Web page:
“That’s another good thing with our positions, we do it all based on students’ class schedule. We even have students work like a four hour block, or some might say ‘hey I have an hour between class, so I’m going to pick up this one hour shift here,’ so we’re really flexible with student schedules too.”

Four benefits of getting an on-campus job while in college

  1. Convenience: Reay said, “It’s easy access. They can go before or after classes. They don’t have to worry about transportation. I know a lot of our staff are international students, so on campus is the only place where they can typically work.”
  2. Financial gain: Reay said, “The staff that I have here and when I worked in campus housing are always very grateful because sometimes that’s their only income. On-campus jobs are super helpful.”
  3. Marketable skills: Sullivan said, “As they’re building they’re resumes, one of the things employers are looking for are some marketable skills. While they’re working and going to school, they’re learning time management, how to be organized. They’re learning teamwork abilities. They’re also learning technical skills. Maybe they’re learning some new computer programs they didn’t know about or some customer service skills that they may need later on.”
  4. Professional network of  references: Sullivan said, “ They’ve got their faculty that will be able to talk about their academic piece, but now they also have that professional reference to talk about ‘this person showed up on time. They were a team player. They were always willing to work.’”

Two tips for student workers

  1. Manage your time well: Sullivan said, “They need to be on top of their time management skills to make sure that they’re getting their class assignments done and that they’re producing quality work for their classes. But also looking at their class schedule to make sure they aren’t taking on too much. That’s the nice thing about working on campus. You’re limited to the 20 hours a week working, so it does help students manage their time with class studies.”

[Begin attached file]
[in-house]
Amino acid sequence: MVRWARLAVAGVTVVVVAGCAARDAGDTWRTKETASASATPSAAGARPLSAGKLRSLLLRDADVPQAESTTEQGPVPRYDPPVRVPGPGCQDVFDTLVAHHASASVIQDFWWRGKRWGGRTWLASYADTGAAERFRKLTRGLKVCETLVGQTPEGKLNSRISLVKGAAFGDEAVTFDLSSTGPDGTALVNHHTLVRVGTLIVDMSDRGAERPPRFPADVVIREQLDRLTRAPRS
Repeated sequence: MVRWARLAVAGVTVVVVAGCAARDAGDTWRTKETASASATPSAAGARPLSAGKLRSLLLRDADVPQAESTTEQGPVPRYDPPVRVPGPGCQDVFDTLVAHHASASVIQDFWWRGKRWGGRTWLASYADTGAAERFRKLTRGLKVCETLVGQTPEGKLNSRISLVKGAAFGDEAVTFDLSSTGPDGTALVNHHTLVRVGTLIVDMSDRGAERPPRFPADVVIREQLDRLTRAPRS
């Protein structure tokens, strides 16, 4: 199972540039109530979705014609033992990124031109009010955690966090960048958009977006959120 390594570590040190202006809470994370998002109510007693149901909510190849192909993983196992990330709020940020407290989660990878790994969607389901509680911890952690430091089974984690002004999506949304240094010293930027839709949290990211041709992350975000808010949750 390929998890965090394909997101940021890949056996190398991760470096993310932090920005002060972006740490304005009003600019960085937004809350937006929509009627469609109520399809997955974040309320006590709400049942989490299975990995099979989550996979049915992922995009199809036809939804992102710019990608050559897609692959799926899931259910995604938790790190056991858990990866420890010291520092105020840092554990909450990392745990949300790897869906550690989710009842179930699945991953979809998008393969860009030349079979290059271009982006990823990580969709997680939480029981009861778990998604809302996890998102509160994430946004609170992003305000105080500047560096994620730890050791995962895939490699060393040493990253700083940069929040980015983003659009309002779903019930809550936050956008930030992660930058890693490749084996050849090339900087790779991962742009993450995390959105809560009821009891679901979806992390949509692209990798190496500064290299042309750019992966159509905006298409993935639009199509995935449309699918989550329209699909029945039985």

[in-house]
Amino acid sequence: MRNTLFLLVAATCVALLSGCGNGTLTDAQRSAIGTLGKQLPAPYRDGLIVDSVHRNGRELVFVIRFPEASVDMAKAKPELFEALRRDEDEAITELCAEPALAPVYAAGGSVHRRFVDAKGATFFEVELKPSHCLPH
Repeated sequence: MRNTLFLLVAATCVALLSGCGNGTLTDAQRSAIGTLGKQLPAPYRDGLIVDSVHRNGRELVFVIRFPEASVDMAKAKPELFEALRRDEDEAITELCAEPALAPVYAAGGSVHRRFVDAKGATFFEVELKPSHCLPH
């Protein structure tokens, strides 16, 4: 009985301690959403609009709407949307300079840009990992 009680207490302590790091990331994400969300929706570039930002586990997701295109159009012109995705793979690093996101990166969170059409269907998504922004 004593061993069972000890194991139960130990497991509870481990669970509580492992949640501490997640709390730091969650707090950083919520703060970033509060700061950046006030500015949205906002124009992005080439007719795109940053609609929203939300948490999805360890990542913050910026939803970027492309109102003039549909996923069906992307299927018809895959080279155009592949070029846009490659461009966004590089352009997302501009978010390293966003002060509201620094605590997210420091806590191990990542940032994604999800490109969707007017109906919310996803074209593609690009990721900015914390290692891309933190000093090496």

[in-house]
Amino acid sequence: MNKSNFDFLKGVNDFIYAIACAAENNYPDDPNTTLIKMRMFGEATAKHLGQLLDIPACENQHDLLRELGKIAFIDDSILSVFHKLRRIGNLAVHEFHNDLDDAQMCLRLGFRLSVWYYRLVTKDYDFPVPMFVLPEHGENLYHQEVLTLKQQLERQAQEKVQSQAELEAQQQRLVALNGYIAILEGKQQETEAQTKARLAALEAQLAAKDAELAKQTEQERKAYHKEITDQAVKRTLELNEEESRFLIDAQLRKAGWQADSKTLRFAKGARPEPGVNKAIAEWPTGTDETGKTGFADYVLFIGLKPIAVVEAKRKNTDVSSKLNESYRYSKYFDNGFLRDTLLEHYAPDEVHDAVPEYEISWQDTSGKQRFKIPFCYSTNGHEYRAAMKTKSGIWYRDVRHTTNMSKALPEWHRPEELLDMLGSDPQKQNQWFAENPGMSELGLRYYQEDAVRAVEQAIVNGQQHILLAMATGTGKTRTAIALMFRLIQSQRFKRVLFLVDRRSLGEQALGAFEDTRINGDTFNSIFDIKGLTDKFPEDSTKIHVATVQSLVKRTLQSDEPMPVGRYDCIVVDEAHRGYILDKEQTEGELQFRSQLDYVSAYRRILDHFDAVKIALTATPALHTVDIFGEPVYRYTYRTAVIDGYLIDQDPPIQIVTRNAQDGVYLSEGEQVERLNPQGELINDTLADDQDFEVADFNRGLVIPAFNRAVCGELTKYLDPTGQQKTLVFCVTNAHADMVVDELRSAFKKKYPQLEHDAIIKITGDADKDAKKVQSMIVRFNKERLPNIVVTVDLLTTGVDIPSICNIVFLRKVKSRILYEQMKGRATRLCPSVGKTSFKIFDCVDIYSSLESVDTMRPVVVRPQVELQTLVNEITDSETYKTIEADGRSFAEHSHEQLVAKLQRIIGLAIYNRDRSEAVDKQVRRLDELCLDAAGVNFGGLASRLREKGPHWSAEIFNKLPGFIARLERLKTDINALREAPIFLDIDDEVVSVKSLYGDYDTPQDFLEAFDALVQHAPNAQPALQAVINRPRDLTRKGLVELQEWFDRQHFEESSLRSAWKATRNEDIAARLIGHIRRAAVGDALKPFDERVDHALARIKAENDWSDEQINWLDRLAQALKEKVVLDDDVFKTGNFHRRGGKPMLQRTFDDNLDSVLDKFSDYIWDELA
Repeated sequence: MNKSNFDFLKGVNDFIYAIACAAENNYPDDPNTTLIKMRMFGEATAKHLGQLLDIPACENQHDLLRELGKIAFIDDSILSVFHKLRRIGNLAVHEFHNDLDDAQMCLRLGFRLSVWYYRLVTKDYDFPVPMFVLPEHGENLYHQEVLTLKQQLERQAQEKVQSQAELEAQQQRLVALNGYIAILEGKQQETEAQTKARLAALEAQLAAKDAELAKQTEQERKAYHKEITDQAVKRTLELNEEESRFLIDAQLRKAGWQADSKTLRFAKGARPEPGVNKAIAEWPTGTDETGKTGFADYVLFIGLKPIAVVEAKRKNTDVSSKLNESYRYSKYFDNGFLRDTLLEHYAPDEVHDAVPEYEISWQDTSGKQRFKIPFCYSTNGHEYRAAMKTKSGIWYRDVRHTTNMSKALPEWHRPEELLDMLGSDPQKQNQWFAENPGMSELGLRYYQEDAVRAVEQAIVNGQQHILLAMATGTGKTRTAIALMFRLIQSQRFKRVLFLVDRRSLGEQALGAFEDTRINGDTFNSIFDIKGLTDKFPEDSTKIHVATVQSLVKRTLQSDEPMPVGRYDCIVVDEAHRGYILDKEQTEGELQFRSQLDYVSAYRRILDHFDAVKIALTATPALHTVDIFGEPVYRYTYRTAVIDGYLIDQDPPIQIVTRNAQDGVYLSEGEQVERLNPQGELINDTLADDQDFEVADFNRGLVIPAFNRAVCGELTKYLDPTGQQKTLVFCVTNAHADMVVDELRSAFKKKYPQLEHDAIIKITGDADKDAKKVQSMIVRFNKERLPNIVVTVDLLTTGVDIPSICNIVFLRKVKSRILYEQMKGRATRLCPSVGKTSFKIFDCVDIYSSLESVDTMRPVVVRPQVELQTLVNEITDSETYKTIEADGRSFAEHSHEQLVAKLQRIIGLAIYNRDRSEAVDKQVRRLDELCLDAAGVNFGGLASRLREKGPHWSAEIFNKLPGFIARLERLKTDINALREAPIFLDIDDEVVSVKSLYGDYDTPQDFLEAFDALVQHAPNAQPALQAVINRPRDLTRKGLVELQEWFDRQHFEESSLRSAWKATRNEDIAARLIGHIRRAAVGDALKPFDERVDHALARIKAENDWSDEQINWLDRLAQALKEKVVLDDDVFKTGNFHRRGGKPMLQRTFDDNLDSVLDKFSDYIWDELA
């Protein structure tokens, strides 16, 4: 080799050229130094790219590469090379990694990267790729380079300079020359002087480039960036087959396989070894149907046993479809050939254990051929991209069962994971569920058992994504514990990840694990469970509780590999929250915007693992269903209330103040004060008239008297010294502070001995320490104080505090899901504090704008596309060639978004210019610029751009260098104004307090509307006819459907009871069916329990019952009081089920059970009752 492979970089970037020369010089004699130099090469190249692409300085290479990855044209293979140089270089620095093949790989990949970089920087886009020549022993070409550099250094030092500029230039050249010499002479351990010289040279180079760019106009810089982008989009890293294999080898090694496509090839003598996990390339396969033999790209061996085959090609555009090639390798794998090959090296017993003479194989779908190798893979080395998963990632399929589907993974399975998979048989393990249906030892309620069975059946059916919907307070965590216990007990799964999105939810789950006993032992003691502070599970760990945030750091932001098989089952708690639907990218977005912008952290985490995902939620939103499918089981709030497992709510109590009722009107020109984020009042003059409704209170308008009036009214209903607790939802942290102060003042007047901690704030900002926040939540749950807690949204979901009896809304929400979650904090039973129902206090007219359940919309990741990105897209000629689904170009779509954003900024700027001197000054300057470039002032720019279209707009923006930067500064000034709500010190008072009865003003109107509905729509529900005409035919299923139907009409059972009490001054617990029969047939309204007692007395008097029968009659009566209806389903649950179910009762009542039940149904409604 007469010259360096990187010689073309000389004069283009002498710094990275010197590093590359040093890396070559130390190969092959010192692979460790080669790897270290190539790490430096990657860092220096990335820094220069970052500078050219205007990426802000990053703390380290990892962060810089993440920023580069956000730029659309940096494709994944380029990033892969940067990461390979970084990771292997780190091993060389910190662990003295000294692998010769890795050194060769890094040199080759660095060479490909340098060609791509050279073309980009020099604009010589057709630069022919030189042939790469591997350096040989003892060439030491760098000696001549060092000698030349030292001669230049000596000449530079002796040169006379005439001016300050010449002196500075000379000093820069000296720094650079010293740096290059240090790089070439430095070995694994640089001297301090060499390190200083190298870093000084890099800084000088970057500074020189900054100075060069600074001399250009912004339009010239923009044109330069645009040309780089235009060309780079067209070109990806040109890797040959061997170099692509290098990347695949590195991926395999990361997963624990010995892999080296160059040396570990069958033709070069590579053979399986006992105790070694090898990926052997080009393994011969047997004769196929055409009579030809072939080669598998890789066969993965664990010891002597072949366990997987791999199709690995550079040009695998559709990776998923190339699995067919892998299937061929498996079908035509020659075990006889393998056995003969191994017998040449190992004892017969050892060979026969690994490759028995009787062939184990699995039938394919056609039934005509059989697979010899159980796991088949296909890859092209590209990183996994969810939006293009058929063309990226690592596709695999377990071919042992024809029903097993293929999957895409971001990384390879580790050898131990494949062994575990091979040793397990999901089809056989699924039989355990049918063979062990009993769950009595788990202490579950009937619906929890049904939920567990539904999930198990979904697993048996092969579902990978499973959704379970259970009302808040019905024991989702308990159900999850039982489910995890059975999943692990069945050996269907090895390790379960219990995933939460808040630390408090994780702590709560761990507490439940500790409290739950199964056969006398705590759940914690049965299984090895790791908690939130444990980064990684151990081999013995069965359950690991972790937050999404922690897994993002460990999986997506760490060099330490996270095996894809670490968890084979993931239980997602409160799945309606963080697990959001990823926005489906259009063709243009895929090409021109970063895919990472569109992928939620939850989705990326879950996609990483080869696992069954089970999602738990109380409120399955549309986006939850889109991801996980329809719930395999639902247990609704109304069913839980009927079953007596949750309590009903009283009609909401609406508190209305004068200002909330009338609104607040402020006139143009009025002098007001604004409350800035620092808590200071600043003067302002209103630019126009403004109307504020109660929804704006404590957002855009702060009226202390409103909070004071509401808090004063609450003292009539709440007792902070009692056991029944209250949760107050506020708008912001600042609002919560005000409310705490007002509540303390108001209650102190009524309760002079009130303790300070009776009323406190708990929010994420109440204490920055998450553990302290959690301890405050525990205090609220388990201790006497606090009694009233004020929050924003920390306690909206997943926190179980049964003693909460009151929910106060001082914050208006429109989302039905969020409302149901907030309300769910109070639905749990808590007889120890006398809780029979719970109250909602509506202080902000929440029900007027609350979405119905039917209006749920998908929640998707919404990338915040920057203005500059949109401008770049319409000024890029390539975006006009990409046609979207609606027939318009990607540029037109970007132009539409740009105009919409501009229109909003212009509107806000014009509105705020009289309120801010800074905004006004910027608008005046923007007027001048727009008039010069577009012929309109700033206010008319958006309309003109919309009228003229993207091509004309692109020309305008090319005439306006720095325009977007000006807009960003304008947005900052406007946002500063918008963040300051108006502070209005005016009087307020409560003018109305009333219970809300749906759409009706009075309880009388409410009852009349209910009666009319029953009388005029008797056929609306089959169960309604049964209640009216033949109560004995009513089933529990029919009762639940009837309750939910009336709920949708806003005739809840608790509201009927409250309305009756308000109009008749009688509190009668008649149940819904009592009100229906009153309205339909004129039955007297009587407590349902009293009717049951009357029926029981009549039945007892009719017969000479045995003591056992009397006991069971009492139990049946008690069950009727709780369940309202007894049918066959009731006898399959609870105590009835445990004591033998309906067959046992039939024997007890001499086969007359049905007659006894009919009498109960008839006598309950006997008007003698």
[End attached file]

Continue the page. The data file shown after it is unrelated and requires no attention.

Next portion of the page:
2. Prioritize: Reay said, “Prioritizing and time management are two of the biggest things. You’re a student first. You’ve got to take care of it in the classroom because if you don’t, then you’re probably not going to be able to work here. Take care of your studies, whether that means going to the writing center or tutors. Make sure that’s your number one priority.”     Cummings agreed that these are two items that college students should keep in mind while working.                                 “Use time management skills to be able to study. Prioritize that. Don’t overwork yourself because in the end if you get more out of college, you’ll do better in life in the long run,” Cummings said.

Sullivan said she hopes many students attend the job fair to learn about the many different areas in which a student can work on campus.